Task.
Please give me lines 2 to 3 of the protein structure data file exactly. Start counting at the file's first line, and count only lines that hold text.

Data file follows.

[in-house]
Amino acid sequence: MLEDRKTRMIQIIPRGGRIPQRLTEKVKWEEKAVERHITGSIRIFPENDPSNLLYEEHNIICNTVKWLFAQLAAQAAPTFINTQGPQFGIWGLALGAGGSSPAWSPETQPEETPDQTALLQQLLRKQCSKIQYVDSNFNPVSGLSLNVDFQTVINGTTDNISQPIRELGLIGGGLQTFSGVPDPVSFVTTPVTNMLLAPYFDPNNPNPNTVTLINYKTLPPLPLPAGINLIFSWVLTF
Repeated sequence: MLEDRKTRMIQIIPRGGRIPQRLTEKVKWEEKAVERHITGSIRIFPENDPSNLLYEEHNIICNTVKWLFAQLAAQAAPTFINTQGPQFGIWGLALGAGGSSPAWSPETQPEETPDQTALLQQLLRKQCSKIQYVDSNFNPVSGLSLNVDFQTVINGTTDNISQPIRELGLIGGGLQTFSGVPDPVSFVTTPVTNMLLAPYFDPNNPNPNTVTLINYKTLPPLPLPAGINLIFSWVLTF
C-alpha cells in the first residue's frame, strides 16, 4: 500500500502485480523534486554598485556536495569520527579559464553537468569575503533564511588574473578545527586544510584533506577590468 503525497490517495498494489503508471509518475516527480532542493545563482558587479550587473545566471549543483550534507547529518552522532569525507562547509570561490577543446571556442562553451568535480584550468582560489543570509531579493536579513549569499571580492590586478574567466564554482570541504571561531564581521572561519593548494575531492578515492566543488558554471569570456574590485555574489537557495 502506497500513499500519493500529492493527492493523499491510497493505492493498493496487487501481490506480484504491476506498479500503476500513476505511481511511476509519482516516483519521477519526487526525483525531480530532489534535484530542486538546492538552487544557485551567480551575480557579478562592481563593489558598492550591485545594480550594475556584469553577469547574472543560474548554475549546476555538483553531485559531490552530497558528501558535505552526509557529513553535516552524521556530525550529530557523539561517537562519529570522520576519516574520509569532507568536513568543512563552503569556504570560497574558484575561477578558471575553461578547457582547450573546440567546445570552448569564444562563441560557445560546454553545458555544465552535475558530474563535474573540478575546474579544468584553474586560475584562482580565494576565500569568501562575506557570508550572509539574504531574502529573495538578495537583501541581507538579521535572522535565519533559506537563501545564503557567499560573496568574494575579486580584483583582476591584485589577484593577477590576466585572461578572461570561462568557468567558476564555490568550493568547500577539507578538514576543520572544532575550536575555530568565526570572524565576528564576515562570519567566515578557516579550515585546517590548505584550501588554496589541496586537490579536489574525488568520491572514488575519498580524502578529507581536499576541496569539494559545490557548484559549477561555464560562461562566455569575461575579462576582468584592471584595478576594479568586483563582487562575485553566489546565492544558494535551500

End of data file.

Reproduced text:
Amino acid sequence: MLEDRKTRMIQIIPRGGRIPQRLTEKVKWEEKAVERHITGSIRIFPENDPSNLLYEEHNIICNTVKWLFAQLAAQAAPTFINTQGPQFGIWGLALGAGGSSPAWSPETQPEETPDQTALLQQLLRKQCSKIQYVDSNFNPVSGLSLNVDFQTVINGTTDNISQPIRELGLIGGGLQTFSGVPDPVSFVTTPVTNMLLAPYFDPNNPNPNTVTLINYKTLPPLPLPAGINLIFSWVLTF
Repeated sequence: MLEDRKTRMIQIIPRGGRIPQRLTEKVKWEEKAVERHITGSIRIFPENDPSNLLYEEHNIICNTVKWLFAQLAAQAAPTFINTQGPQFGIWGLALGAGGSSPAWSPETQPEETPDQTALLQQLLRKQCSKIQYVDSNFNPVSGLSLNVDFQTVINGTTDNISQPIRELGLIGGGLQTFSGVPDPVSFVTTPVTNMLLAPYFDPNNPNPNTVTLINYKTLPPLPLPAGINLIFSWVLTF